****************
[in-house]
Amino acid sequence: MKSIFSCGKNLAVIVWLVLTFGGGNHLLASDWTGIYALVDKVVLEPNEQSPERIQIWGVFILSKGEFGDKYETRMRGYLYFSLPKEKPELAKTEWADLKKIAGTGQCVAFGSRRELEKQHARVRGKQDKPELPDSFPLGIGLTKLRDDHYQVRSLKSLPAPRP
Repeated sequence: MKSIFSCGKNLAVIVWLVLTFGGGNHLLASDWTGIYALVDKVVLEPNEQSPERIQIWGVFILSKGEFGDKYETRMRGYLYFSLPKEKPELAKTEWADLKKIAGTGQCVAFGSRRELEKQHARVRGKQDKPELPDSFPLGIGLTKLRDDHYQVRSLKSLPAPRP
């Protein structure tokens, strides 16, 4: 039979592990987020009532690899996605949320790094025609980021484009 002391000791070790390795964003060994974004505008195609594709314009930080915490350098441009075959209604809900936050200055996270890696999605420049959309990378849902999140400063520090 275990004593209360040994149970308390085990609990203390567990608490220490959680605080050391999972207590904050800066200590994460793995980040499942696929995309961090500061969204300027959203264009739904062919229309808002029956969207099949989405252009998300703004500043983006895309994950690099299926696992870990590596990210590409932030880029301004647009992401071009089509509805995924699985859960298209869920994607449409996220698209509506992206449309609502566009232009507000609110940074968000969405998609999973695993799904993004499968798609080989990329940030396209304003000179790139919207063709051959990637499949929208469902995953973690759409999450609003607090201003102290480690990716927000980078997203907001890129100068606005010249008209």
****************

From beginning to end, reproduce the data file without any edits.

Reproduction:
[in-house]
Amino acid sequence: MKSIFSCGKNLAVIVWLVLTFGGGNHLLASDWTGIYALVDKVVLEPNEQSPERIQIWGVFILSKGEFGDKYETRMRGYLYFSLPKEKPELAKTEWADLKKIAGTGQCVAFGSRRELEKQHARVRGKQDKPELPDSFPLGIGLTKLRDDHYQVRSLKSLPAPRP
Repeated sequence: MKSIFSCGKNLAVIVWLVLTFGGGNHLLASDWTGIYALVDKVVLEPNEQSPERIQIWGVFILSKGEFGDKYETRMRGYLYFSLPKEKPELAKTEWADLKKIAGTGQCVAFGSRRELEKQHARVRGKQDKPELPDSFPLGIGLTKLRDDHYQVRSLKSLPAPRP
């Protein structure tokens, strides 16, 4: 039979592990987020009532690899996605949320790094025609980021484009 002391000791070790390795964003060994974004505008195609594709314009930080915490350098441009075959209604809900936050200055996270890696999605420049959309990378849902999140400063520090 275990004593209360040994149970308390085990609990203390567990608490220490959680605080050391999972207590904050800066200590994460793995980040499942696929995309961090500061969204300027959203264009739904062919229309808002029956969207099949989405252009998300703004500043983006895309994950690099299926696992870990590596990210590409932030880029301004647009992401071009089509509805995924699985859960298209869920994607449409996220698209509506992206449309609502566009232009507000609110940074968000969405998609999973695993799904993004499968798609080989990329940030396209304003000179790139919207063709051959990637499949929208469902995953973690759409999450609003607090201003102290480690990716927000980078997203907001890129100068606005010249008209």